My next dilemma was how to display prices. It's well known that not having clear pricing puts people off - they don't want the embarrassment of asking how much something is. But I was stumped on how to put the prices on the fabric in a sustainable way - I didn't want anything plastic or naff. And as every fabric is slightly different I had to price things individually. A visit to the Stitch Festival in March was a source of inspiration and sometimes the simplest ideas were the best. A cardboard tag attached to the fabric with twine and mini-safety pins. Reusable and easy! I also sourced some brown paper bags made from recycled materials and stamped my logo on them so people could take their purchases home. But being a sustainable event, lots of people had brought a bag with them so there wasn't much demand for bags. I've got loads left.
Total cost for pricing and packaging = £28.57
With 6 days before the event, I thought I was in reasonably good shape. And then I realised I didn't have anything large with my logo on it. Branding fail. What an idiot! I was not impressed with myself as it was too late to get anything printed. But necessity is the mother of invention so I pulled my socks up and got creative. We've had a piece of Perspex in our garden for at least 10 years and no idea where it came from. Probably a skip. So I cleaned it off and created a logo. I made a template by tracing the logo off my laptop onto Fabulosew tracing paper. A quick trip to Hobbycraft for paint and card supplies, then I hand-painted the lettering with enamel paint and cut out some coloured card and mounted it on the back of the Perspex with cellotape. Honestly it came out WAY better than I'd expected.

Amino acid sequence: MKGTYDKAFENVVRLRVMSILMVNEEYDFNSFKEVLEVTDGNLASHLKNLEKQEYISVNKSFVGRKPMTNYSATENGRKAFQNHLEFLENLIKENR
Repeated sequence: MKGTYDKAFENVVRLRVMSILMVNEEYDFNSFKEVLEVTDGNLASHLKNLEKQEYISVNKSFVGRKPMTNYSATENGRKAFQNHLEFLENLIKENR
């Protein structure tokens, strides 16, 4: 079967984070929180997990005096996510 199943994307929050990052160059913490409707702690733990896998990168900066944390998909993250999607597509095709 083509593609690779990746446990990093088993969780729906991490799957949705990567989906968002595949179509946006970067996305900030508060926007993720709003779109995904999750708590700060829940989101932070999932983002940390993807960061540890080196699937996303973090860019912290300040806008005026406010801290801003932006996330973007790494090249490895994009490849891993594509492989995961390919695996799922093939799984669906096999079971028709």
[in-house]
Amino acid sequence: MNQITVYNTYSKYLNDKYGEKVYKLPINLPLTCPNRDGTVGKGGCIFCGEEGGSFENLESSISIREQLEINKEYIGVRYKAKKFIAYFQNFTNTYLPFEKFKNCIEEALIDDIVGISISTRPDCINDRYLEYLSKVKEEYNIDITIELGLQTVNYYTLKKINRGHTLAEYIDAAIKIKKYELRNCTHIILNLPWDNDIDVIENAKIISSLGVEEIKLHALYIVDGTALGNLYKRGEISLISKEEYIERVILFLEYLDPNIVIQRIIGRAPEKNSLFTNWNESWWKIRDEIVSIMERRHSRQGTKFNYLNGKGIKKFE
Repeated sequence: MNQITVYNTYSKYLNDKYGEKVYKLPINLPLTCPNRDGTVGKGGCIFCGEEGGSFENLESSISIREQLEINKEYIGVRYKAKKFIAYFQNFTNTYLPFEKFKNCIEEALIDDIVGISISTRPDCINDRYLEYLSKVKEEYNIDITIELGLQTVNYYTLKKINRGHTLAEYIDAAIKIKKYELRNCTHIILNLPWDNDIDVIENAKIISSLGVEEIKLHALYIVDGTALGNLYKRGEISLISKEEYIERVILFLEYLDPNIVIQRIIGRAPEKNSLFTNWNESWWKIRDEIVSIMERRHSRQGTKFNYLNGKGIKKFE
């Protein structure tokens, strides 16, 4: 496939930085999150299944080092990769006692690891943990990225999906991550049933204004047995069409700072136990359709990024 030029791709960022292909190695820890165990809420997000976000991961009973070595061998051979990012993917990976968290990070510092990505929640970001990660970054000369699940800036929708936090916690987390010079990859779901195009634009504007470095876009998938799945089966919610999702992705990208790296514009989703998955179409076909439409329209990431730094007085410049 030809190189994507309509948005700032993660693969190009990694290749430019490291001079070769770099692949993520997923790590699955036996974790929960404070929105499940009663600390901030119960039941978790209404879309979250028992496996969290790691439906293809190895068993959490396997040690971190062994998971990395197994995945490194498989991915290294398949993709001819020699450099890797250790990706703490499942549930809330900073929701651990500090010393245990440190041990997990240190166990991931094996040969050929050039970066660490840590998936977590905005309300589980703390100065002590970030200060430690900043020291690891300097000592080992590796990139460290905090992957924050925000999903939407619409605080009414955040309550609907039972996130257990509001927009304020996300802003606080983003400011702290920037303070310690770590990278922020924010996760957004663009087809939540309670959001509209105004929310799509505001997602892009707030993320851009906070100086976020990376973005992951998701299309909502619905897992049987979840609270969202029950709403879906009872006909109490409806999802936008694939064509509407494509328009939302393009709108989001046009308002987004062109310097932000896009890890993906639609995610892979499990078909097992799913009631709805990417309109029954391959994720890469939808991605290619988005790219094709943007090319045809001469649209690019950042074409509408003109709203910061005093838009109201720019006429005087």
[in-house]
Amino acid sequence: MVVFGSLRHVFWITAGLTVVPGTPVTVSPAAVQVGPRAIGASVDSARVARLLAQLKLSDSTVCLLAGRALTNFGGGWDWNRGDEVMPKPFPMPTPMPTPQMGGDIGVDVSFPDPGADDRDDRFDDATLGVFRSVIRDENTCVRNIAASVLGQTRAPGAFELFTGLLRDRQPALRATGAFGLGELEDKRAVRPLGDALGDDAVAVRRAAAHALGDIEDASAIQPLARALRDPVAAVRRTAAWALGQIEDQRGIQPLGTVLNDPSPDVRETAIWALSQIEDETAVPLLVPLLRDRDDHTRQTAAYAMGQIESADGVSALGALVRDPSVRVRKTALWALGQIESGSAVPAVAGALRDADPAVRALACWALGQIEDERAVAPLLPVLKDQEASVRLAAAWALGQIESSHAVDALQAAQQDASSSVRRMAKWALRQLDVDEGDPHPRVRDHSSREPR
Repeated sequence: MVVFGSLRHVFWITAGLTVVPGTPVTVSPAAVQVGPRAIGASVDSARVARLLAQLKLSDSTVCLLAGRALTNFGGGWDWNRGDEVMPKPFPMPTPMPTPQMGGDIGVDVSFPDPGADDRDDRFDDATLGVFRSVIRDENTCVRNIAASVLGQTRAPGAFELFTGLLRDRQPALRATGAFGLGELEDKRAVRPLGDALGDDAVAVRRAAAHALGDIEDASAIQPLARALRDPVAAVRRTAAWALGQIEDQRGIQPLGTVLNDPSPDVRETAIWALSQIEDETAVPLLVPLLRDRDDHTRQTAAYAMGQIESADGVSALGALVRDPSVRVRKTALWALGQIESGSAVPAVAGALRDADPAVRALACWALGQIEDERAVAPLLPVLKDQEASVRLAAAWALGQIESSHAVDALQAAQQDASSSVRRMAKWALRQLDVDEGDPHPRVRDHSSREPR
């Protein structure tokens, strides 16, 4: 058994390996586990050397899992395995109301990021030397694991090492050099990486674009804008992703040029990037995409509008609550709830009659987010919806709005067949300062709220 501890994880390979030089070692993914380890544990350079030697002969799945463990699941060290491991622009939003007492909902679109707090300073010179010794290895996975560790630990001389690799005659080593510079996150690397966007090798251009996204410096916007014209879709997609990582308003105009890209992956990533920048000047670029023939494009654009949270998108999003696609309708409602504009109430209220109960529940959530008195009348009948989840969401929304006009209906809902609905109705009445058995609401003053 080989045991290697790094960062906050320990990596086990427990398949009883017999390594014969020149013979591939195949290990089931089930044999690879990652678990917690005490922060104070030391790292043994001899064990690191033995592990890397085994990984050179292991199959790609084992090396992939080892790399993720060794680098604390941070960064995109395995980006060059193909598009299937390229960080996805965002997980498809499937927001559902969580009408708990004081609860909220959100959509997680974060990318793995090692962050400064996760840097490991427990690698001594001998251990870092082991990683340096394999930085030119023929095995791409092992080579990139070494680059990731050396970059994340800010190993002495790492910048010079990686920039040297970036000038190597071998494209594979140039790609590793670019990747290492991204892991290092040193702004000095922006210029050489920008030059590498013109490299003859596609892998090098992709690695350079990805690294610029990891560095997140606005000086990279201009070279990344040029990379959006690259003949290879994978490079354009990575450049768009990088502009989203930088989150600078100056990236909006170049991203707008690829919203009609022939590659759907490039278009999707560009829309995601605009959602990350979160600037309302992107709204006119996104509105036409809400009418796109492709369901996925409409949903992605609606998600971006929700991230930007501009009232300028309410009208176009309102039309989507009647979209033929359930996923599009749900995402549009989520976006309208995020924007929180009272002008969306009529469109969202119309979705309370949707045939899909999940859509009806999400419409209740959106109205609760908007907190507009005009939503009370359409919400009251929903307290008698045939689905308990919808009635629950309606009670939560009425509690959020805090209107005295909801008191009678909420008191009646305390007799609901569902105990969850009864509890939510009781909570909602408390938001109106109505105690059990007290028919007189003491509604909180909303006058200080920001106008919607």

Total cost for the sign = £8.40
I had a few miscellaneous costs like insurances for 12 months and the cost of the pitch. Which came to £110.40.
Total cost to Bornella Fabrics to put on the fair £189.34
So far so good. The day went really well. I had an absolutely brilliant time meeting lots of sewists, chatting fabric and haberdashery with them, planning their projects, discussing sustainability and generally having a good chinwag. I was chuffed to bits that some people knew of my business and came to introduce themselves. It was also brilliant to meet more local sewists and many people had come from South-East London, which is where I live.
I'm delighted to report that I made my money back on the fair, making enough to cover the cost of putting on the fair plus the cost of the stock. Everything left after that was profit. Hurray! Business win!!
Learnings for the future: